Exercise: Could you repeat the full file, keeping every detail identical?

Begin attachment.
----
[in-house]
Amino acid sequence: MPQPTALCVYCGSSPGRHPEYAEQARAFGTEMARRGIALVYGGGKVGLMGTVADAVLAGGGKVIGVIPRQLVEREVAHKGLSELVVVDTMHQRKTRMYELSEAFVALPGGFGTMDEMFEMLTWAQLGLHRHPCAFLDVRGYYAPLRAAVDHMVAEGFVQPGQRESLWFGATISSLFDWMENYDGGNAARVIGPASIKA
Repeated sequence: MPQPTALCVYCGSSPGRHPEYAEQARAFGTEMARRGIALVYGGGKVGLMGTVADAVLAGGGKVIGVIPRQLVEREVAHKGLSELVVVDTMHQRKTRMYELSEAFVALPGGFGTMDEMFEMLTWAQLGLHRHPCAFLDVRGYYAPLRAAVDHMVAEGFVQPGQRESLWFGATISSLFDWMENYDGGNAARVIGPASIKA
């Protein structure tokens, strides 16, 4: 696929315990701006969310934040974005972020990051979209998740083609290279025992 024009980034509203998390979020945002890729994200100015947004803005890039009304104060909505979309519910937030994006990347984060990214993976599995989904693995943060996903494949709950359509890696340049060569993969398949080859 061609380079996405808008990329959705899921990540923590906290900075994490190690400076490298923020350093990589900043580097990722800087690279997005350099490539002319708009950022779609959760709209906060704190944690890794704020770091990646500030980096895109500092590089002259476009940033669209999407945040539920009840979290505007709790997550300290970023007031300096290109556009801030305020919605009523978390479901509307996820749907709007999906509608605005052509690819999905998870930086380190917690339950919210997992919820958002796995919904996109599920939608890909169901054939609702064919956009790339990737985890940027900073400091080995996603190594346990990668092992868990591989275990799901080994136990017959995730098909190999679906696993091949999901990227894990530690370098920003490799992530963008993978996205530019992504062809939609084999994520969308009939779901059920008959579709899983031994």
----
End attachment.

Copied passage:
[in-house]
Amino acid sequence: MPQPTALCVYCGSSPGRHPEYAEQARAFGTEMARRGIALVYGGGKVGLMGTVADAVLAGGGKVIGVIPRQLVEREVAHKGLSELVVVDTMHQRKTRMYELSEAFVALPGGFGTMDEMFEMLTWAQLGLHRHPCAFLDVRGYYAPLRAAVDHMVAEGFVQPGQRESLWFGATISSLFDWMENYDGGNAARVIGPASIKA
Repeated sequence: MPQPTALCVYCGSSPGRHPEYAEQARAFGTEMARRGIALVYGGGKVGLMGTVADAVLAGGGKVIGVIPRQLVEREVAHKGLSELVVVDTMHQRKTRMYELSEAFVALPGGFGTMDEMFEMLTWAQLGLHRHPCAFLDVRGYYAPLRAAVDHMVAEGFVQPGQRESLWFGATISSLFDWMENYDGGNAARVIGPASIKA
């Protein structure tokens, strides 16, 4: 696929315990701006969310934040974005972020990051979209998740083609290279025992 024009980034509203998390979020945002890729994200100015947004803005890039009304104060909505979309519910937030994006990347984060990214993976599995989904693995943060996903494949709950359509890696340049060569993969398949080859 061609380079996405808008990329959705899921990540923590906290900075994490190690400076490298923020350093990589900043580097990722800087690279997005350099490539002319708009950022779609959760709209906060704190944690890794704020770091990646500030980096895109500092590089002259476009940033669209999407945040539920009840979290505007709790997550300290970023007031300096290109556009801030305020919605009523978390479901509307996820749907709007999906509608605005052509690819999905998870930086380190917690339950919210997992919820958002796995919904996109599920939608890909169901054939609702064919956009790339990737985890940027900073400091080995996603190594346990990668092992868990591989275990799901080994136990017959995730098909190999679906696993091949999901990227894990530690370098920003490799992530963008993978996205530019992504062809939609084999994520969308009939779901059920008959579709899983031994």